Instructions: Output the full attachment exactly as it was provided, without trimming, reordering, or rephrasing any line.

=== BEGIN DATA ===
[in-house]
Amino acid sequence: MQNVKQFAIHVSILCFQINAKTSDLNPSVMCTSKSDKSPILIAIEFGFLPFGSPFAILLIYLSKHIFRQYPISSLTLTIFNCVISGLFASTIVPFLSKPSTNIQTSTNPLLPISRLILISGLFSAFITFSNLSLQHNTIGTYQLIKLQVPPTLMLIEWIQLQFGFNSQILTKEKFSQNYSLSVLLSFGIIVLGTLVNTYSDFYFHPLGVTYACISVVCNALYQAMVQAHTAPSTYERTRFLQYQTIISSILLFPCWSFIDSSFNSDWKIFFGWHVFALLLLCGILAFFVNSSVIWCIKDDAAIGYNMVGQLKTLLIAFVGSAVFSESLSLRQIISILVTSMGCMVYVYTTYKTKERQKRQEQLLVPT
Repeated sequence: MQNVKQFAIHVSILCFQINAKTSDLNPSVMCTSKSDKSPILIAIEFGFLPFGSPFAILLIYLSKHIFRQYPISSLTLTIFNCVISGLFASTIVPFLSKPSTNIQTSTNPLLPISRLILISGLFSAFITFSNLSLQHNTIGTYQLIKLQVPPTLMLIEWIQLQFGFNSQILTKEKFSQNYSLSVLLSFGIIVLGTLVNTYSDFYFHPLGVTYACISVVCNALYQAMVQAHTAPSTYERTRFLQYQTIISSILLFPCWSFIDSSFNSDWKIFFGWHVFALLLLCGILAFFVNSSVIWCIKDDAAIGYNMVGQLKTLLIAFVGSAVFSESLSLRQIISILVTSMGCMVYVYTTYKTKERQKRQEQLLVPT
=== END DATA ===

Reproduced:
[in-house]
Amino acid sequence: MQNVKQFAIHVSILCFQINAKTSDLNPSVMCTSKSDKSPILIAIEFGFLPFGSPFAILLIYLSKHIFRQYPISSLTLTIFNCVISGLFASTIVPFLSKPSTNIQTSTNPLLPISRLILISGLFSAFITFSNLSLQHNTIGTYQLIKLQVPPTLMLIEWIQLQFGFNSQILTKEKFSQNYSLSVLLSFGIIVLGTLVNTYSDFYFHPLGVTYACISVVCNALYQAMVQAHTAPSTYERTRFLQYQTIISSILLFPCWSFIDSSFNSDWKIFFGWHVFALLLLCGILAFFVNSSVIWCIKDDAAIGYNMVGQLKTLLIAFVGSAVFSESLSLRQIISILVTSMGCMVYVYTTYKTKERQKRQEQLLVPT
Repeated sequence: MQNVKQFAIHVSILCFQINAKTSDLNPSVMCTSKSDKSPILIAIEFGFLPFGSPFAILLIYLSKHIFRQYPISSLTLTIFNCVISGLFASTIVPFLSKPSTNIQTSTNPLLPISRLILISGLFSAFITFSNLSLQHNTIGTYQLIKLQVPPTLMLIEWIQLQFGFNSQILTKEKFSQNYSLSVLLSFGIIVLGTLVNTYSDFYFHPLGVTYACISVVCNALYQAMVQAHTAPSTYERTRFLQYQTIISSILLFPCWSFIDSSFNSDWKIFFGWHVFALLLLCGILAFFVNSSVIWCIKDDAAIGYNMVGQLKTLLIAFVGSAVFSESLSLRQIISILVTSMGCMVYVYTTYKTKERQKRQEQLLVPT